Monday, March 18, 2013

TOIFA, payola, and the straw that broke Filmi Girl's back...


We are not in the newspaper business, we are in the advertising business.

-Vineet Jain, managing director, Times Group as quoted in the article “Citizen Jains” by Ken Auletta from the October 8, 2012 issue of The New Yorker

My friends, I am not a naive person. I recognize that there is a certain level of corruption built into any entertainment industry. Whether it’s stars selling their image to advertisers for buckets of cash - yes, even “serious” Hollywood actors, who just to go to Japan or Europe to do it - or starlets (male and female) earning an audition on their backs. When power, money, desperation, and greed all come together, the mixture can be rather disgusting.

I mean, I live in Washington, DC. I should know, right?

But I had no idea to what extent payola and media consolidation had permeated what we may as well call the Bollywood Industrial Complex until I started looking a little closer at the scandal and lack of scandal surrounding the Times of India Film Awards (TOIFA). Why was the English language press, so outraged at every slight against a Indian actor at an American airport, remaining silent on “ethnic-gate”? Why weren’t the allegations put forward by Vancouver Desi about TOIFA insisting on no South Asian staff acknowledged? Or picked up by any other news organization? Usually the tabloids are happy to send the rumors flying round and round, especially if there is chance of real scandal and outrage. (More page clicks!)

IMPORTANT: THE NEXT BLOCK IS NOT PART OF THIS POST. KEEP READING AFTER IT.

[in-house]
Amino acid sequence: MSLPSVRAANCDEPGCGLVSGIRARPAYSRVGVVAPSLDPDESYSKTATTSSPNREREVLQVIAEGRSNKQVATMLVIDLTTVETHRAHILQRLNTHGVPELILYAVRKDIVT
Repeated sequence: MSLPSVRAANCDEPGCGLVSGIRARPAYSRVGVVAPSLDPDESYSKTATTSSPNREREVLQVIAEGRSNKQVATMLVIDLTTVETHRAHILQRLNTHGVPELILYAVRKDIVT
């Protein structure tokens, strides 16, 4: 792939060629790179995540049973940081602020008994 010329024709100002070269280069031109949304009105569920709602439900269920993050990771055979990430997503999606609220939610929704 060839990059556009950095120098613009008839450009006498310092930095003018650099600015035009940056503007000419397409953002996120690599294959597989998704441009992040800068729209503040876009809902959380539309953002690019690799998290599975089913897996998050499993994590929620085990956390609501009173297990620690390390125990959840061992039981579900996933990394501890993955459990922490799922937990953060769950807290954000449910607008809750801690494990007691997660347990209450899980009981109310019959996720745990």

And why do I care? I’m neither living in British Columbia, where this is all going down, nor am I of South Asian background.

Let’s rewind a bit.

Here is the story so far, in case you haven’t been paying attention. Vancouver, Canada was widely rumored to be hosting the International Indian Film Academy Awards (IIFA) this year. Instead, it was announced that Vancouver would be hosting a new awards show sponsored by the Times Group. In April. The Times of India Awards.

With me so far? Here’s where it gets messy. A 17 page internal memo detailing the ruling party’s “multicultural strategic outreach plan” of gaining “easy votes” by pandering to minority groups was leaked to the press. And guess what one of the prime tentpoles in this pandering was going to be - the Times of India Film Awards.

The Globe & Mail tracked down a spokesperson for Wizcraft who had this to say:

Sabbas Joseph, a spokesman for the International Indian Film Academy Awards, said provincial government officials made a “request that was almost a demand” that the glitzy awards take place ahead of the provincial election scheduled for May 14.